John Kolb, owner of the Kayenta-based Wizard Stones, blends his fondness for the Murano craftsmen of Italy with a fascination of the night sky to create unique glassworks that are truly out of this world.
Employing dichroic glass, quartz crystal for sparkle, and a propane torch that burns at 2,200 degrees Fahrenheit, Kolb has designed some 25 different art pieces, from earrings, key chains, magnets, and wine stoppers to cairns, minisculptures, and petrified wood “gardens.” He has made heart pendants for veterans and cancer-support organizations. Galactic swirls, inspired by the miniature galaxy from “Men in Black,” are now his calling card. “Everything that we do has a meaning,” Kolb says. “It’s not just a piece of jewelry. It has scientific notation; it has research to it.”
The Pennsylvania native’s early endeavors were more athletic than artistic: standing at 6 feet 6 inches tall by his senior year of high school, he competed in basketball, football, wrestling, track, and tennis. He spent four years in the Marine Corps before taking a job as a forklift operator at Coca-Cola in Philadelphia.
With the help of the GI Bill, Kolb earned associate’s, bachelor’s, and master’s degrees, eventually becoming a regional vice-president and part owner of nearly 30 New England plants. He also worked as a training executive for bottlers across the globe.
Coca-Cola was where Kolb received his nickname, from a coworker who commented that he solved problems so quickly and efficiently that it seemed like magic. “Don’t Disturb the Wizard,” a sign given to him by that same colleague, hung on his office door for years.
After leaving the company in 1997, Kolb and his wife built a home in Kayenta. He taught business at Dixie State University for six years, and participated in 47 international cruises as a dean of the University at Sea’s computer program. He later became president and CEO of the Snow Canyon Clinic, a small medical facility.
Kolb, a lifelong astronomy enthusiast, hosted twice-weekly viewings and lectures in his home for 12 years, and at Zion National Park through the Road Scholar program. He developed the astronomy and geology merit badge programs for the local Boy Scouts.
During a period when health complications—which eventually resulted in the loss of his left leg in 2012—kept him mostly indoors, Kolb’s creativity flourished. He learned how to use a torch, watched hours of instructional video, gathered advice from other artists, and began to find his own artistic voice.
Kolb has displayed his work at the Little A’Le’Inn on Nevada’s Extraterrestrial Highway, along with Groovefest and the Utah Shakespeare Festival, both in Cedar City. Most weekends, his booth can be found at the Tuacahn Saturday Market in Ivins.
He also sells through his website, squareup.com/market/wizard-stones-llc, shipping to anywhere in the United States. “It’s a little business, but it’s also more of a passion of making people smile,” he says. “And it’s something for my wife and I to do together.”
Betsy, with whom Kolb recently celebrated his 50th wedding anniversary, also practices the traditional Japanese art form of Kumihimo braiding. An intricate combination of eight strands, Kumihimo was the ceremonial ribbon of the samurai. Her necklaces are available through Wizard Stones.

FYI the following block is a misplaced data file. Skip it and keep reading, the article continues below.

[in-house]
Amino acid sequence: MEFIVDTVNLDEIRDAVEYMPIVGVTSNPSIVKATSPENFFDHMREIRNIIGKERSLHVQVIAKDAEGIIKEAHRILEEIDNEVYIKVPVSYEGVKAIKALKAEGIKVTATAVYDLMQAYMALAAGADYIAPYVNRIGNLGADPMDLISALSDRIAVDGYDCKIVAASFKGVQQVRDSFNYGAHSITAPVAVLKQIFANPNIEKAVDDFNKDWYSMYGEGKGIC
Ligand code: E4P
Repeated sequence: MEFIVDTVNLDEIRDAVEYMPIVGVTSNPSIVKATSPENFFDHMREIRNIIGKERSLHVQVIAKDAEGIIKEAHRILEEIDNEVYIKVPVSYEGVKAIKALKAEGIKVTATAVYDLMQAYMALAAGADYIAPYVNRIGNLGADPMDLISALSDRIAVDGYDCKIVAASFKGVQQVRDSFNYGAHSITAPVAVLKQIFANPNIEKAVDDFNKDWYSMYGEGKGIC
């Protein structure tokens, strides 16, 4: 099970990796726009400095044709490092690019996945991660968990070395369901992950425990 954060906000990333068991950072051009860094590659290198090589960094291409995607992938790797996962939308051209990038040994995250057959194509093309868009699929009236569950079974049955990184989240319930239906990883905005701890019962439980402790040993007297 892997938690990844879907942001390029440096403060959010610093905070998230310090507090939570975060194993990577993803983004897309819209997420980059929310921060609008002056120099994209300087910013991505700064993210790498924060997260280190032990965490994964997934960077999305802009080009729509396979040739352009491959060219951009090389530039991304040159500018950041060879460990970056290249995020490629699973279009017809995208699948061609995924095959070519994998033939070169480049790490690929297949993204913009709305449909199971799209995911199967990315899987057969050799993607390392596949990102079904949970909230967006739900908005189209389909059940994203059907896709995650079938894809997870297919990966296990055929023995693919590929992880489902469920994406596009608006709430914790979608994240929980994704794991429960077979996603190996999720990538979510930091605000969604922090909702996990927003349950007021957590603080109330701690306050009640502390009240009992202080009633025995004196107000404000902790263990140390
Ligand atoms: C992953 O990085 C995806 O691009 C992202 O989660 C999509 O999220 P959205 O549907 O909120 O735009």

For Kolb, the Internet is a source of endless inspiration. He communicates with glass artists around the world, learning from them and sharing his own knowledge and discoveries. “Now, I’m stepping into a new dimension called fuming,” he says. “I take 99.9% silver and change it into fumes. It emulsifies on a glass rod, and as I do that, it actually creates the gaseous clouds found in a nebula.”
Kolb says it took him six or seven months to master this technique. In the beginning, he sometimes labored for hours trying to make just one piece he was confident enough to sell. Now, each takes about 45 minutes.
An enlightening moment came during a trip to a Mumbai, India, flea market, where Kolb met a teen-age boy expertly carving a Hindu deity using nail files he gathered by jumping in dumpsters behind beauty shops. He sold each statue for $5.
“I said to him, ‘I wish that someday I could be as talented as you.’ He looked up and said, ‘You know, after 2,000 of these, you get pretty good.’ I gave him $20, but he gave me a lesson worth so much more.
“That’s my dream: it’s practice. It’s the ability to step to another level by saying to yourself, ‘I’m going to do more. I’m not going to quit. I’m not going to give up.’ It never ends. You just keep challenging yourself,” he says. “And I have fun doing it. That’s the most important part.”
Kolb is among the 60 juried artists participating in the 16th Annual Art in Kayenta Festival on Oct. 9-11. Featuring live entertainment, a silent auction, and a beer and wine garden, this event attracts painters, sculptors, woodworkers, jewelry crafters, and photographers from across the nation each year. “I think the venue has a lot to do with it,” Kayenta developer Matt Marten says. “Artists like to come and present their work here just because of the environment and the community.”
In 90 minutes or less, a dozen artists will each create a finished piece of artwork to be auctioned off, with proceeds benefiting the nonprofit Kayenta Arts Foundation and their ongoing project to build a 10,000-square-foot arts center. This returning attraction is known as “Art in the Moment.”
Roughly 6,000 attendees are expected for the free, three-day festival, October 9-11. More information is available at artinkayenta.org.
Alexa Verdugo Morgan is a St. George-based freelance writer and photographer with a career spanning about 5 years. Her work has appeared in numerous online and print publications, including the Mainstreet Business Journal of Southern Utah, St. George Health and Wellness Magazine, Southern Utah Youth Sports Magazine, The Independent, and St. George News.